This row harks back to the poisonous days of Section 28. Photo: Sarah Rice/Getty
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On gay rights, the Conservatives are still, unsurprisingly, conservative

A much-clarified tweet from the Department for Education serves to remind us that despite the introduction of same-sex marriage, the Conservative Party has yet to catch up on some issues.

Being straightforward about your position on gay rights is quite easy. Here’s how:

“I’m for them.”

Or, if you happen to be a shitty person:

“I’m against them.”

Or, if you happen to be part of the Department for Education, something along the lines of:

I’m for them. They should be taught in schools. It’s nonsense that they should be taught in schools. No, it’s nonsense that schools should be forced to teach them. Schools aren’t allowed to be homophobic. Black is white. Curtains are centipedes. La plume de ma tante.”

The DfE had many heads a-scratching on Sunday with the following tweet (now deleted):

This came shortly after Education Secretary, Nicky Morgan (Gove Version 2.0), told the Sunday Times that faith schools “must teach gay rights”. This was confusing enough, as Morgan had only recently converted to Not Being a Homophobe. The minister, who voted against equal marriage, announced on BBC Radio 4 last week that she’s changed her mind about it (for which she has all my support, as I can only imagine how hard it is to come out, on national radio, as someone who doesn’t mind gays).

Later, they issued the following series of clarifications:

The DfE’s original tweet seemed to contradict what Morgan had said, and appropriate internet outrage proceeded. Today, the DfE further “clarified” their stance. Apparently, what they meant was that the teaching of gay rights in schools shouldn’t be compulsory. Those damn semantics, eh Nicky? But, what should be compulsory is the teaching of something called “British Values”.

Politicians are hardly new to muddying up perfectly nice water, but the DfE have taken obfuscation to a whole new, slightly surreal, level. In the least direct way possible, gay rights have been declared “not a British Value”. And yet, they’ve said this: “Ofsted are rightly ensuring that schools do not indoctrinate pupils about gay people – or any other people – being inferior.” So, while gay rights have no place on the national curriculum, according to the Tories, neither does homophobia.

What we seem to be left with is a scholastic version of America’s “don’t ask, don’t tell” rule on homosexuality, which existed in the military until it was repealed in 2011 for being fucking gross. When Nicky Morgan took over as Education Secretary earlier this year, I remember joking that she was probably going to bring back the Thatcher Government’s Section 28. This, for those lucky enough not to remember it, was a noisome little piece of legislation that banned the “promotion” (mentioning) of homosexuality in schools.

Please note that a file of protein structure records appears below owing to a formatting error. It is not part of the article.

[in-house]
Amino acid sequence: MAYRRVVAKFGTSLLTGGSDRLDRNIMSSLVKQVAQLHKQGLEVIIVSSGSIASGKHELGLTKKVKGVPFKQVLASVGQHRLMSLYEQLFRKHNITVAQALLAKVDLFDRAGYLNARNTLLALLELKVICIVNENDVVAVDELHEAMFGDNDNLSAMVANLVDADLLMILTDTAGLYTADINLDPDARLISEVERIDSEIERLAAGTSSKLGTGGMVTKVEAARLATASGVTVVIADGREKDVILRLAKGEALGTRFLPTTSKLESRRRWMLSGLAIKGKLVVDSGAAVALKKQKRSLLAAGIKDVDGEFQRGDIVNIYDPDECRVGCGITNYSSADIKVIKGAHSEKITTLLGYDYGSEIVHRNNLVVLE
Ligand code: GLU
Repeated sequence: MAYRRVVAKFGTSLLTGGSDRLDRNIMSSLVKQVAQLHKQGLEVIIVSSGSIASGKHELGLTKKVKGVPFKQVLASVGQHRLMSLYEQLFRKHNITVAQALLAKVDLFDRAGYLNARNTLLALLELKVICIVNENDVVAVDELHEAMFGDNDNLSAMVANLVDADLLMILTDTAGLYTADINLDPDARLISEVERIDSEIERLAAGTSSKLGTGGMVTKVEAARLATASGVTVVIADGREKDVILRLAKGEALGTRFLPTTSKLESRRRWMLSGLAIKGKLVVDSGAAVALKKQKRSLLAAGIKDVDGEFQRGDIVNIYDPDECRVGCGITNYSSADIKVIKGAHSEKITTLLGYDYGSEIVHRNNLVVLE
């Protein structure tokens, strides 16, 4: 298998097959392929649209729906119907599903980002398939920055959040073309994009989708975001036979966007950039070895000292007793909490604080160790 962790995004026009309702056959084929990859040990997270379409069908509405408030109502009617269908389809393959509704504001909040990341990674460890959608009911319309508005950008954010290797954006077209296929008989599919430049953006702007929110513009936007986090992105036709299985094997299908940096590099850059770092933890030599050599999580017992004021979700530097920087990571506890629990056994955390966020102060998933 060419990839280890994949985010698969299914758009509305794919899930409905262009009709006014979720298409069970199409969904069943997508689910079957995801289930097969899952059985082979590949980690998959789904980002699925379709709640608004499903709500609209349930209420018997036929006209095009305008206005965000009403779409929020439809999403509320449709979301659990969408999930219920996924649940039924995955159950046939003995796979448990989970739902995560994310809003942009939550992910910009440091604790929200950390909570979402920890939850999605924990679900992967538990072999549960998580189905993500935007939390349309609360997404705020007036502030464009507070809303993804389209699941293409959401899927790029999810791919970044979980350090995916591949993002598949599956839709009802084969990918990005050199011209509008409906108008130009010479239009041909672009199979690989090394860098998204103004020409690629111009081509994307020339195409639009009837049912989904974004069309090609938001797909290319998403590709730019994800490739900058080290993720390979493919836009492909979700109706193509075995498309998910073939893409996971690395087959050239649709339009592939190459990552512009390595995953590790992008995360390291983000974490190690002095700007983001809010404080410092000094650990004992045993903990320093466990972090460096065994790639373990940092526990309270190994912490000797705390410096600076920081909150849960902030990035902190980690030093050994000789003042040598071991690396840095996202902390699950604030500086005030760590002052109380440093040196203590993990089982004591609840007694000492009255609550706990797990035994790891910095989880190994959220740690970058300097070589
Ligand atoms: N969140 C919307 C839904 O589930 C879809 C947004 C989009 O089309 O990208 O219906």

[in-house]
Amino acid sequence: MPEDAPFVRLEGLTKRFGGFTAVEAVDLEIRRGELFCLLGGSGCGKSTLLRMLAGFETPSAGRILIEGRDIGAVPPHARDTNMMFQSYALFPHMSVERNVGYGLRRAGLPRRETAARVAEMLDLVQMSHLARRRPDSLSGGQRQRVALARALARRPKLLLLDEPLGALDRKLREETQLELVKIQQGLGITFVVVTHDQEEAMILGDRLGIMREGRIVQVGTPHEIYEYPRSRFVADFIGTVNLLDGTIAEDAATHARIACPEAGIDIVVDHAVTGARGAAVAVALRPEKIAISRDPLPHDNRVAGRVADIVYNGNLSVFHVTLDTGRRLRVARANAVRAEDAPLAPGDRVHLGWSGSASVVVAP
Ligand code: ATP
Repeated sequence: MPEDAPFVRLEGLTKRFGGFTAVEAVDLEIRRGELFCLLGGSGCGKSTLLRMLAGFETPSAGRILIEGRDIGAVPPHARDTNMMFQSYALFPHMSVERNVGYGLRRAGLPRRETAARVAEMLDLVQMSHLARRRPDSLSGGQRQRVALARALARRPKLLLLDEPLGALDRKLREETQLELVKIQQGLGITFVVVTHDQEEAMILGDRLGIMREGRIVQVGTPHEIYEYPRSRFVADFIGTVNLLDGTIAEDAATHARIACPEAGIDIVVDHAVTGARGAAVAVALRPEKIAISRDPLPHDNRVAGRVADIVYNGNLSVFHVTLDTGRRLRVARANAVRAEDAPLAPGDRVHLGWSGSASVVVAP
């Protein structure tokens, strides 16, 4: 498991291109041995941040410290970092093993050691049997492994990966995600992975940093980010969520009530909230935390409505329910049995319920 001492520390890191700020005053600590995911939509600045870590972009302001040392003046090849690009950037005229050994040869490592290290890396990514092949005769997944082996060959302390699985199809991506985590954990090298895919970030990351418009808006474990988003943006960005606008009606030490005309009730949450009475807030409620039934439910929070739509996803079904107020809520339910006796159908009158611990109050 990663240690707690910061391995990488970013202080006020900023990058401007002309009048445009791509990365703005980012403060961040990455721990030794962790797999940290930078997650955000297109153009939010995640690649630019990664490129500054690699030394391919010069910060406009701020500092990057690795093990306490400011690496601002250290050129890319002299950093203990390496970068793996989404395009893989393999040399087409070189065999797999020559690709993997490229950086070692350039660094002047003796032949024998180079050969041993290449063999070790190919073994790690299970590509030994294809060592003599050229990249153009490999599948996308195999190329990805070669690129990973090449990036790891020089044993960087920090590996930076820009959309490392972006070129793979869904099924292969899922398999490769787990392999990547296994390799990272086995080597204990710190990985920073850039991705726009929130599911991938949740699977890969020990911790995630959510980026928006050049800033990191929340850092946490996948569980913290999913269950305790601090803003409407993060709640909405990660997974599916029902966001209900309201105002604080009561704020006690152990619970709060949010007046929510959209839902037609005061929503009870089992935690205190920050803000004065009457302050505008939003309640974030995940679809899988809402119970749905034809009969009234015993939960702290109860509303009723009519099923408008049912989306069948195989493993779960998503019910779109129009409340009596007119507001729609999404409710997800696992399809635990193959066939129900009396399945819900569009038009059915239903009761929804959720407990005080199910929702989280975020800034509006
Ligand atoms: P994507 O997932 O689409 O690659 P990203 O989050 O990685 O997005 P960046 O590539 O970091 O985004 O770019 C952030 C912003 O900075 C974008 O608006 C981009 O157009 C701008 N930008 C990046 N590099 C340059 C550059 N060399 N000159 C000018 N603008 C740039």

But if gay rights aren’t enshrined in British Values (whatever the hell they are), then a much fuzzier, but just as damaging, version of Section 28 is still in effect.

When LGBT people are still discriminated against on a regular basis, not actively teaching that they’re equal is inherently homophobic. What the DoE wants is silence. When David Cameron brought in same-sex marriage last year, he tried to invent a gay-friendly Tory for the BuzzFeed generation. “Nonsense”-gate serves as a reminder that, when it comes to LGBT issues, the Conservatives are still, unsurprisingly, conservative.

Eleanor Margolis is a freelance journalist, whose "Lez Miserable" column appears weekly on the New Statesman website.

Photo: Getty
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Cabinet audit: what does the appointment of Liam Fox as International Trade Secretary mean for policy?

The political and policy-based implications of the new Secretary of State for International Trade.

Only Nixon, it is said, could have gone to China. Only a politician with the impeccable Commie-bashing credentials of the 37th President had the political capital necessary to strike a deal with the People’s Republic of China.

Theresa May’s great hope is that only Liam Fox, the newly-installed Secretary of State for International Trade, has the Euro-bashing credentials to break the news to the Brexiteers that a deal between a post-Leave United Kingdom and China might be somewhat harder to negotiate than Vote Leave suggested.

The biggest item on the agenda: striking a deal that allows Britain to stay in the single market. Elsewhere, Fox should use his political capital with the Conservative right to wait longer to sign deals than a Remainer would have to, to avoid the United Kingdom being caught in a series of bad deals. 

Stephen Bush is special correspondent at the New Statesman. He usually writes about politics.